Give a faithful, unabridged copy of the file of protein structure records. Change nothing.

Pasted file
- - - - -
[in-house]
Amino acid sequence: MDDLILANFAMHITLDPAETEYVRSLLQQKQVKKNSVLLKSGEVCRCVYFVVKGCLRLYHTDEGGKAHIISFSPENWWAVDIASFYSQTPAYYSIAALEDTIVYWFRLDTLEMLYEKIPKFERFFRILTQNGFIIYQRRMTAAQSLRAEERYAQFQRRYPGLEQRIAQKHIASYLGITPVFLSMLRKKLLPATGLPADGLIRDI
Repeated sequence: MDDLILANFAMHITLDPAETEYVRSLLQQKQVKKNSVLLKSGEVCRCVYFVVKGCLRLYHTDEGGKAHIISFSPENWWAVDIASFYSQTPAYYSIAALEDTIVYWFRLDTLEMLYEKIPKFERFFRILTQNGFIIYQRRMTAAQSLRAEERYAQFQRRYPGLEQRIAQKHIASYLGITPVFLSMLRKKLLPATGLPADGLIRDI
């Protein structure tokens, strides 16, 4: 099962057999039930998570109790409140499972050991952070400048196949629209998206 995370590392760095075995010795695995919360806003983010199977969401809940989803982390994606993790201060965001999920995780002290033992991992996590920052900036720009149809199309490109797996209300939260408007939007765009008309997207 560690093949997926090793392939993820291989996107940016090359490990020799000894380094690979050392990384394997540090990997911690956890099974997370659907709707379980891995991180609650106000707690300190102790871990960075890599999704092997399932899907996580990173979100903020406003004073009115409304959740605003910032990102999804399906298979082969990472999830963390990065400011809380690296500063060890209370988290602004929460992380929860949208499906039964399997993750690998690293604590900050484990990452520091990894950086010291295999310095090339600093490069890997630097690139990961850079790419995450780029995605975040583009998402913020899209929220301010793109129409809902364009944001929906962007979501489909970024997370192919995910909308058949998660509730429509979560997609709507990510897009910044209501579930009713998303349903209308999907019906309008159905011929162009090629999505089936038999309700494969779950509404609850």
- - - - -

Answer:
[in-house]
Amino acid sequence: MDDLILANFAMHITLDPAETEYVRSLLQQKQVKKNSVLLKSGEVCRCVYFVVKGCLRLYHTDEGGKAHIISFSPENWWAVDIASFYSQTPAYYSIAALEDTIVYWFRLDTLEMLYEKIPKFERFFRILTQNGFIIYQRRMTAAQSLRAEERYAQFQRRYPGLEQRIAQKHIASYLGITPVFLSMLRKKLLPATGLPADGLIRDI
Repeated sequence: MDDLILANFAMHITLDPAETEYVRSLLQQKQVKKNSVLLKSGEVCRCVYFVVKGCLRLYHTDEGGKAHIISFSPENWWAVDIASFYSQTPAYYSIAALEDTIVYWFRLDTLEMLYEKIPKFERFFRILTQNGFIIYQRRMTAAQSLRAEERYAQFQRRYPGLEQRIAQKHIASYLGITPVFLSMLRKKLLPATGLPADGLIRDI
């Protein structure tokens, strides 16, 4: 099962057999039930998570109790409140499972050991952070400048196949629209998206 995370590392760095075995010795695995919360806003983010199977969401809940989803982390994606993790201060965001999920995780002290033992991992996590920052900036720009149809199309490109797996209300939260408007939007765009008309997207 560690093949997926090793392939993820291989996107940016090359490990020799000894380094690979050392990384394997540090990997911690956890099974997370659907709707379980891995991180609650106000707690300190102790871990960075890599999704092997399932899907996580990173979100903020406003004073009115409304959740605003910032990102999804399906298979082969990472999830963390990065400011809380690296500063060890209370988290602004929460992380929860949208499906039964399997993750690998690293604590900050484990990452520091990894950086010291295999310095090339600093490069890997630097690139990961850079790419995450780029995605975040583009998402913020899209929220301010793109129409809902364009944001929906962007979501489909970024997370192919995910909308058949998660509730429509979560997609709507990510897009910044209501579930009713998303349903209308999907019906309008159905011929162009090629999505089936038999309700494969779950509404609850």